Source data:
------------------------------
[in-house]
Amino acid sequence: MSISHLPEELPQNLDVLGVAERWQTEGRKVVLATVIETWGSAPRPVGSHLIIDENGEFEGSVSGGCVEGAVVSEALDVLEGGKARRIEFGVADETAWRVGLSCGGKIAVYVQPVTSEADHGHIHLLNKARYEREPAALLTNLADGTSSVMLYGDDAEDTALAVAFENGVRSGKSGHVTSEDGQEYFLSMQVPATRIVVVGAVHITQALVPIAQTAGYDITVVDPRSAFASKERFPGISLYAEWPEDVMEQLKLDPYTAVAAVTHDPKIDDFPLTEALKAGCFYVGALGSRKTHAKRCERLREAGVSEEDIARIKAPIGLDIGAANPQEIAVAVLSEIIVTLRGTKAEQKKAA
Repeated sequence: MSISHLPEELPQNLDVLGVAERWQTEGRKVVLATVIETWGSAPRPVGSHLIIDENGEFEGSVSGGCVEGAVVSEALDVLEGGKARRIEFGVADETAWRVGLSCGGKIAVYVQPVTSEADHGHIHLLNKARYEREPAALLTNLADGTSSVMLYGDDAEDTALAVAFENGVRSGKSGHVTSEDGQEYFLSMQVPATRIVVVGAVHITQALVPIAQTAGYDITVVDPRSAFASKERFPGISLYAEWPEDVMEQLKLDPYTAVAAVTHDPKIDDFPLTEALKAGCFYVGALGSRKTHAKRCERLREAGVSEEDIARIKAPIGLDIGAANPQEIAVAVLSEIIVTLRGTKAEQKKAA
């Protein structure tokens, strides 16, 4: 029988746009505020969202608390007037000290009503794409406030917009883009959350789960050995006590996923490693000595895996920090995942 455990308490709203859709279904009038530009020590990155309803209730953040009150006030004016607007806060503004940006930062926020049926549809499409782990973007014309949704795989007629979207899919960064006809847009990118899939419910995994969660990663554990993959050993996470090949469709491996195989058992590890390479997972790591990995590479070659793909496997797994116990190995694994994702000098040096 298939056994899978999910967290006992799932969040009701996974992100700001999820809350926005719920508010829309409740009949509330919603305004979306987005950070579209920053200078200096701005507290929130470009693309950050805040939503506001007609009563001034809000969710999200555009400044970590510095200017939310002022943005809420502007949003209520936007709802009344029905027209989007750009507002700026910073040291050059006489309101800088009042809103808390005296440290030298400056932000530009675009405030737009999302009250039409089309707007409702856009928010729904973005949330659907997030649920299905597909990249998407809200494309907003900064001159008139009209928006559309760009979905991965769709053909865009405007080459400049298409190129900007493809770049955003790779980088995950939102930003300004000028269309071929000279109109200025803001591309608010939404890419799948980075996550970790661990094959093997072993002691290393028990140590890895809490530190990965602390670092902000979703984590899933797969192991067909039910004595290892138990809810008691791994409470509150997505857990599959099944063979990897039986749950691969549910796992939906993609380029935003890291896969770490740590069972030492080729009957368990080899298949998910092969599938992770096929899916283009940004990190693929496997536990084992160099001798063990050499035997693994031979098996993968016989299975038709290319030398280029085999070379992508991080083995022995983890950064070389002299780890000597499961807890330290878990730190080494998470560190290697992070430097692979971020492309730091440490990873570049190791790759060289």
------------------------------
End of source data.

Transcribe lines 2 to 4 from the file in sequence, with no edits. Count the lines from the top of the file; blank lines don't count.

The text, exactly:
Amino acid sequence: MSISHLPEELPQNLDVLGVAERWQTEGRKVVLATVIETWGSAPRPVGSHLIIDENGEFEGSVSGGCVEGAVVSEALDVLEGGKARRIEFGVADETAWRVGLSCGGKIAVYVQPVTSEADHGHIHLLNKARYEREPAALLTNLADGTSSVMLYGDDAEDTALAVAFENGVRSGKSGHVTSEDGQEYFLSMQVPATRIVVVGAVHITQALVPIAQTAGYDITVVDPRSAFASKERFPGISLYAEWPEDVMEQLKLDPYTAVAAVTHDPKIDDFPLTEALKAGCFYVGALGSRKTHAKRCERLREAGVSEEDIARIKAPIGLDIGAANPQEIAVAVLSEIIVTLRGTKAEQKKAA
Repeated sequence: MSISHLPEELPQNLDVLGVAERWQTEGRKVVLATVIETWGSAPRPVGSHLIIDENGEFEGSVSGGCVEGAVVSEALDVLEGGKARRIEFGVADETAWRVGLSCGGKIAVYVQPVTSEADHGHIHLLNKARYEREPAALLTNLADGTSSVMLYGDDAEDTALAVAFENGVRSGKSGHVTSEDGQEYFLSMQVPATRIVVVGAVHITQALVPIAQTAGYDITVVDPRSAFASKERFPGISLYAEWPEDVMEQLKLDPYTAVAAVTHDPKIDDFPLTEALKAGCFYVGALGSRKTHAKRCERLREAGVSEEDIARIKAPIGLDIGAANPQEIAVAVLSEIIVTLRGTKAEQKKAA
């Protein structure tokens, strides 16, 4: 029988746009505020969202608390007037000290009503794409406030917009883009959350789960050995006590996923490693000595895996920090995942 455990308490709203859709279904009038530009020590990155309803209730953040009150006030004016607007806060503004940006930062926020049926549809499409782990973007014309949704795989007629979207899919960064006809847009990118899939419910995994969660990663554990993959050993996470090949469709491996195989058992590890390479997972790591990995590479070659793909496997797994116990190995694994994702000098040096 298939056994899978999910967290006992799932969040009701996974992100700001999820809350926005719920508010829309409740009949509330919603305004979306987005950070579209920053200078200096701005507290929130470009693309950050805040939503506001007609009563001034809000969710999200555009400044970590510095200017939310002022943005809420502007949003209520936007709802009344029905027209989007750009507002700026910073040291050059006489309101800088009042809103808390005296440290030298400056932000530009675009405030737009999302009250039409089309707007409702856009928010729904973005949330659907997030649920299905597909990249998407809200494309907003900064001159008139009209928006559309760009979905991965769709053909865009405007080459400049298409190129900007493809770049955003790779980088995950939102930003300004000028269309071929000279109109200025803001591309608010939404890419799948980075996550970790661990094959093997072993002691290393028990140590890895809490530190990965602390670092902000979703984590899933797969192991067909039910004595290892138990809810008691791994409470509150997505857990599959099944063979990897039986749950691969549910796992939906993609380029935003890291896969770490740590069972030492080729009957368990080899298949998910092969599938992770096929899916283009940004990190693929496997536990084992160099001798063990050499035997693994031979098996993968016989299975038709290319030398280029085999070379992508991080083995022995983890950064070389002299780890000597499961807890330290878990730190080494998470560190290697992070430097692979971020492309730091440490990873570049190791790759060289």